To recap a bit, the Vineyard Goddess and I began this adventure some four years ago. We took classes on viticulture and enology at Piedmont Virginia Community College, did lots of research on our own, debated which clones and which rootstocks to order, and finally planted our vineyard in the (very) early spring of 2012. Since then, we’ve invested a lot of sweat, a couple of tears and even a little blood (I snipped my finger with the pruning snips during the harvest) in bringing those vines to the point where they were ready to produce a crop of grapes worthy of picking.
And, oh my God – did those vines ever produce!
The Cab Franc and the Petit Verdot were absolutely magnificent: nearly perfect fruit that proved irresistible to the bees that laid siege to those rows of vines. The Merlot, for whatever reason, fell behind. I had thought we’d pick the Merlot first among the reds, and by all rights we should have. But after accumulating sugar at a rapid pace, the Merlot vines just shut down. We picked them October 5, and I’m hoping for the best.
The Viognier was disappointing. Virginia-grown Viognier makes a wonderful wine, but it’s hard to grow. For some reason it’s subject to something called primary bud abortion, and I guess our vines experienced that phenomenon, because the Viognier was the least fruitful of all our varieties. The grapes looked lovely, but I had expected about 100 pounds or so, and we got about 20. Other vineyards around the Commonwealth had the same experience, though on a totally different scale (the difference between tons and tens of pounds).
The last of our varietals is Petit Manseng, and those grapes looked beautiful when we harvested them two weekends ago. We want to make a desert wine from them, and so we let them hang a bit longer than we might have. We had hoped they would accumulate a little more sugar and lose a little more acid. If we had known we were in for some pretty significant rain the week prior, we might have chosen differently, but weekend vintners like us have to make some tough decisions and then live with them. As it turned out, we didn’t get the extra sugar or the lower acidity. We’ll work with it.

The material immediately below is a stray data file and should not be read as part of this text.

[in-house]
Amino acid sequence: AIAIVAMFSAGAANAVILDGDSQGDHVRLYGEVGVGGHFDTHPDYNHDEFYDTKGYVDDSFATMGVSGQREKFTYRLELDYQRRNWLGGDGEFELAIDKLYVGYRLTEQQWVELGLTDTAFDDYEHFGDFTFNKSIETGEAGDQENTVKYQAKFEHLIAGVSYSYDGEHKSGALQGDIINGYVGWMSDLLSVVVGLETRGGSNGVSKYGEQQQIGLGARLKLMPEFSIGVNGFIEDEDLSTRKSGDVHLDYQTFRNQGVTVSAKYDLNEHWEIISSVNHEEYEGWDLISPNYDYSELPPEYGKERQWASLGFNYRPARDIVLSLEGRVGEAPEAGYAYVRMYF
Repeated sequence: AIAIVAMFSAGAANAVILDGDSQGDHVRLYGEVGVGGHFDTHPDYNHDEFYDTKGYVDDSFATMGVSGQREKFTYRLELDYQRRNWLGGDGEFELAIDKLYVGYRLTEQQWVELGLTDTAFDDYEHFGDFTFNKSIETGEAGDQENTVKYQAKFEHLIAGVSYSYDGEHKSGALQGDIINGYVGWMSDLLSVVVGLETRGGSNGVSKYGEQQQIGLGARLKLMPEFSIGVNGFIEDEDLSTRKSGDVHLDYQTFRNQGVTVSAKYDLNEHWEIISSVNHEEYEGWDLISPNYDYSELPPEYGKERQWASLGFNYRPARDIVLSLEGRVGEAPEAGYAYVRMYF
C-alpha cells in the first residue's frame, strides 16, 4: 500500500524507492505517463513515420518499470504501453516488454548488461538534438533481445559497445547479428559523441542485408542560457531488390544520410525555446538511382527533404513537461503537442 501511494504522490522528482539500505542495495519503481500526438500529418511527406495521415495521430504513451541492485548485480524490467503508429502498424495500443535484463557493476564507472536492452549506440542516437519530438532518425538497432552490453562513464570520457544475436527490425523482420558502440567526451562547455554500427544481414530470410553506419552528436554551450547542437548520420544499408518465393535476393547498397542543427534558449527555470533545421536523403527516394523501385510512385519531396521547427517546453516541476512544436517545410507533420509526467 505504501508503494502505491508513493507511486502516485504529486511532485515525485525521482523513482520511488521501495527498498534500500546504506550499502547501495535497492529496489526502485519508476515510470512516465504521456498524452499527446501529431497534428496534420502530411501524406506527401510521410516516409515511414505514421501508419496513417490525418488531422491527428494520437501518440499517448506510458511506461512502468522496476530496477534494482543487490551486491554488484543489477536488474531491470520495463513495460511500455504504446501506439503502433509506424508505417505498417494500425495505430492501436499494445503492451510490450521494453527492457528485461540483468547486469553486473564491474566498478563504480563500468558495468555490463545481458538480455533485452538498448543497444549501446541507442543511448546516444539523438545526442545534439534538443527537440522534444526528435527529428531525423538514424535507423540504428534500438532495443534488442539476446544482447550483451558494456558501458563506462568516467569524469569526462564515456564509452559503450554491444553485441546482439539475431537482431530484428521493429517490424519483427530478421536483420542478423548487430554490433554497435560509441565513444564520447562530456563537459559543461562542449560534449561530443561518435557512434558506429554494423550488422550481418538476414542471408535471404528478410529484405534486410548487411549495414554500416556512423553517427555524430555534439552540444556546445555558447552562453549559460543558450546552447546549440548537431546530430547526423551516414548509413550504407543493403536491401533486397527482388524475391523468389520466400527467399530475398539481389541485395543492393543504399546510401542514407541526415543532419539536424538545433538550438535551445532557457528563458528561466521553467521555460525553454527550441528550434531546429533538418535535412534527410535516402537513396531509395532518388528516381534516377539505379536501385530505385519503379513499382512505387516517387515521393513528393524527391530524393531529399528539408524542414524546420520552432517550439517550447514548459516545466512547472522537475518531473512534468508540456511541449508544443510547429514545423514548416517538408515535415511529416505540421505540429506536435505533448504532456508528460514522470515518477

But getting back to where I started, there are some things you never forget. I can still remember the first crushes of my life – the first time I saw the Vineyard Goddess in the newsroom of our college newspaper, the first book I really fell in love with (thank you, James Joyce), the first time I saw my children, and the first time I saw Venice, walking out from the train station on a beautiful sunlight day to see the Grand Canal sparkling with life. Some things you just never forget.
And so, I don’t want to get too sentimental about this, but when we had finished picking the Cab Franc on that beautiful September morning, the VG and I hugged and felt a sense of euphoria. All those years, all that sweat, and all that worry behind us; now we had the fruit of our labor in front of us, collected in a dozen five-gallon Home Depot buckets. It was one of the most wonderful moments of my life.
A little detail: we had gotten up at first light that morning to pick, and we finished before the sun hit the vines. The early morning, especially this time of the year, is cool, and you want the grapes to hit the crush pad (i.e., our driveway in Fairfax) cool. The crush, by the way, is the term applied to the harvest and the process of preparing the grapes for fermentation.